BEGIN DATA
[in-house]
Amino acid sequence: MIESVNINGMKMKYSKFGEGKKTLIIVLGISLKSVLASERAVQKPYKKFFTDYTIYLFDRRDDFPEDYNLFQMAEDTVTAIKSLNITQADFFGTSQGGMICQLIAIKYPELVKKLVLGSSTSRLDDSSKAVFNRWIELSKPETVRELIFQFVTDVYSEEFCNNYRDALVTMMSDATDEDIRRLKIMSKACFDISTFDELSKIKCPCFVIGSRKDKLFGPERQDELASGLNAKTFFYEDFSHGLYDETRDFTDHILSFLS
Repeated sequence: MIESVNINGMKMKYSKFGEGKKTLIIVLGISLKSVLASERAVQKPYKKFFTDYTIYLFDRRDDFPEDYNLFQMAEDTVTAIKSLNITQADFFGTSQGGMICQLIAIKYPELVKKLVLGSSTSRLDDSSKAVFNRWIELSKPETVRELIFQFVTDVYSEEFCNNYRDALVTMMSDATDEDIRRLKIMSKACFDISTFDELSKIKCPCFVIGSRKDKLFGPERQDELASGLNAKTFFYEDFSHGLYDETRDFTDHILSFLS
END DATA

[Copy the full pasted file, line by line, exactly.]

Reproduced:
[in-house]
Amino acid sequence: MIESVNINGMKMKYSKFGEGKKTLIIVLGISLKSVLASERAVQKPYKKFFTDYTIYLFDRRDDFPEDYNLFQMAEDTVTAIKSLNITQADFFGTSQGGMICQLIAIKYPELVKKLVLGSSTSRLDDSSKAVFNRWIELSKPETVRELIFQFVTDVYSEEFCNNYRDALVTMMSDATDEDIRRLKIMSKACFDISTFDELSKIKCPCFVIGSRKDKLFGPERQDELASGLNAKTFFYEDFSHGLYDETRDFTDHILSFLS
Repeated sequence: MIESVNINGMKMKYSKFGEGKKTLIIVLGISLKSVLASERAVQKPYKKFFTDYTIYLFDRRDDFPEDYNLFQMAEDTVTAIKSLNITQADFFGTSQGGMICQLIAIKYPELVKKLVLGSSTSRLDDSSKAVFNRWIELSKPETVRELIFQFVTDVYSEEFCNNYRDALVTMMSDATDEDIRRLKIMSKACFDISTFDELSKIKCPCFVIGSRKDKLFGPERQDELASGLNAKTFFYEDFSHGLYDETRDFTDHILSFLS